United States about to get Cuba’s lung cancer vaccine
Rob Quinn, Newser staff
(NEWSER) – Closer American ties with one of the world’s major cigar exporters could actually be good news in the fight against lung cancer. Cuba has developed Cimavax, an effective lung cancer vaccine, and American researchers can now finally get their hands on it, reports Wired. After New York Gov. Andrew Cuomo visited Cuba for a trade mission last month, the Buffalo-based Roswell Park Cancer Institute struck a deal with Havana’s Center of Molecular Immunology to develop a vaccine, allowing clinical trials involving Cimavax to begin in the US, Bloomberg reports. Cimavax, which stops tumors from growing, was 25 years in the making and has been available for free to Cuban patients since 2011, Wired reports.
So how did such a small and poor country create a world-leading therapeutic vaccine? Roswell Park CEO Candace Johnson, who hopes to start clinical trials in the U.S. within a year, tells Wired that the country’s biotech industry has thrived despite—and perhaps even because of—the U.S. embargo. “They’ve had to do more with less, so they’ve had to be even more innovative with how they approach things,” she says. “For over 40 years, they have had a preeminent immunology community.” Experts say they’re excited not just by the potential of Cimavax, but by other novel Cuban cancer treatments that could now be available to US researchers. (The U.S. has approved the first ferry service to Cuba in 50 years.)
A revolutionary lung cancer vaccine could be coming to the US soon
There’s a new lung cancer vaccine in town.
For now, it’s still in Cuba, where it’s already being given out for free as part of a course of routine treatment for people with advanced lung cancer. But it’s on track to show up on American shores soon, possibly within a year, according to Wired.
The vaccine, called CimaVax, is the result of a collaboration between US and Cuban research centers. The software for the effort is being provided by Manhattan-based tech company Infor.
Cuba leads the world with its high concentration of health workers. They have around 600 doctors and nurses for every 100,000 citizens; the US has about 250 doctors and nurses for every 100,000 citizens.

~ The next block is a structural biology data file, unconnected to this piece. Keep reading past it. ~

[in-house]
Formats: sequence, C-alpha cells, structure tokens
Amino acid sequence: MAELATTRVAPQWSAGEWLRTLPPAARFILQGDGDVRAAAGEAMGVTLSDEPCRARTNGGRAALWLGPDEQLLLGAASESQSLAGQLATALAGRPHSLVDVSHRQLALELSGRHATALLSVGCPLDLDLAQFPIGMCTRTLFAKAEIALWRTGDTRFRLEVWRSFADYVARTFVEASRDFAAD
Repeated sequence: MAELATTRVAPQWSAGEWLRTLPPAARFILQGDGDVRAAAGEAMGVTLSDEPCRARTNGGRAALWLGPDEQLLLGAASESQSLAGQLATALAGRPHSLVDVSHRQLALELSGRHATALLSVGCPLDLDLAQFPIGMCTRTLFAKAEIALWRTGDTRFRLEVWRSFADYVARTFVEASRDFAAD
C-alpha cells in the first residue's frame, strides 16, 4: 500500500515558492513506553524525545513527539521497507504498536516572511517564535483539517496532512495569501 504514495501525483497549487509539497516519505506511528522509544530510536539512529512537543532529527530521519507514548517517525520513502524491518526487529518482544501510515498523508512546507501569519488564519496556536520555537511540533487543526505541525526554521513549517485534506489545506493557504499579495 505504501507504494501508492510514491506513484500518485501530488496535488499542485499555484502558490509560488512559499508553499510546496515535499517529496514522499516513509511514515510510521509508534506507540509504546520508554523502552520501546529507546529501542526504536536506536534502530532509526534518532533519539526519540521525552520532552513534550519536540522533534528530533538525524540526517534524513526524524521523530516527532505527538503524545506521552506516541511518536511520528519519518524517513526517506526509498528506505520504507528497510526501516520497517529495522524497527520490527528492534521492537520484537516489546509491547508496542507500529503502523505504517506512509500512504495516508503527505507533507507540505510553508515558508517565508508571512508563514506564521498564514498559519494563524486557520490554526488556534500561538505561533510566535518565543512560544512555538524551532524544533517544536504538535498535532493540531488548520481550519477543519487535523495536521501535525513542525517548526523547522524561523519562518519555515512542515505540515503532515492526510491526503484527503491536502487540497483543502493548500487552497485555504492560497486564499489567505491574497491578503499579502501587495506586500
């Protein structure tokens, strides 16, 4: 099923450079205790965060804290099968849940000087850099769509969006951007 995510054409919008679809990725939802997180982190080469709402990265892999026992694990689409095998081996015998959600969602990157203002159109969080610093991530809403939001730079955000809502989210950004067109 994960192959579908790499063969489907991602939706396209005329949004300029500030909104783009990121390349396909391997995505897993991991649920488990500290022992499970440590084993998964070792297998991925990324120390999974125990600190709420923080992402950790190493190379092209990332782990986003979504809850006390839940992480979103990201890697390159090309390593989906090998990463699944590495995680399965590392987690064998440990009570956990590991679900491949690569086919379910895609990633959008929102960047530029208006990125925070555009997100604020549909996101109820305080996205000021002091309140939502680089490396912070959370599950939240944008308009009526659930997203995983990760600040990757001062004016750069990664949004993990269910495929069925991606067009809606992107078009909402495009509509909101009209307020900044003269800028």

And Cuba puts them to work. The country has a floating squadron of 50,000 doctors and nurses on the ground in developing countries led by the government. In the US, that program’s closest parallel is Doctors Without Borders, but that program is run by a nonprofit organization.
Plus, despite spending far less on healthcare per person than the US does, Cuba has nearly the same average life expectancy.
Lung cancer is the leading cause of death in 12 of Cuba’s 15 provinces. In 2011, nearly three decades after researchers at the Center for Molecular Immunology began working on the drug, the Cuban government began making it available to its citizens at no cost, Wired reports.
A 2010 review of phase two trials of CimaVax conducted in Cuba between 1995 and 2005 found that patients with lung cancer who got Cimavax lived an average of 4-6 months longer than those who got traditional treatments. These trials occurred in patients with non-small cell lung cancer (NSCLC), which comprises roughly 85% to 90% of all lung cancers. NSCLC includes three different sub-types of lung cancer and can occur in people who smoke and people who don’t.
Video:US cancer institute partners with Cuba to develop vaccine
Video: Roswell Park Cancer Institute – Cuba Vaccine Collaboration
Press conference (4/22/15) at Roswell Park Cancer Institute with Empire State Development highlighting relationships forged during the recent trade mission to Cuba led by New York Governor Andrew Cuomo. Roswell Park Cancer Institute has finalized an agreement with the Center of Molecular Immunology in Havana supporting an early-phase clinical trial of an innovative lung cancer vaccine.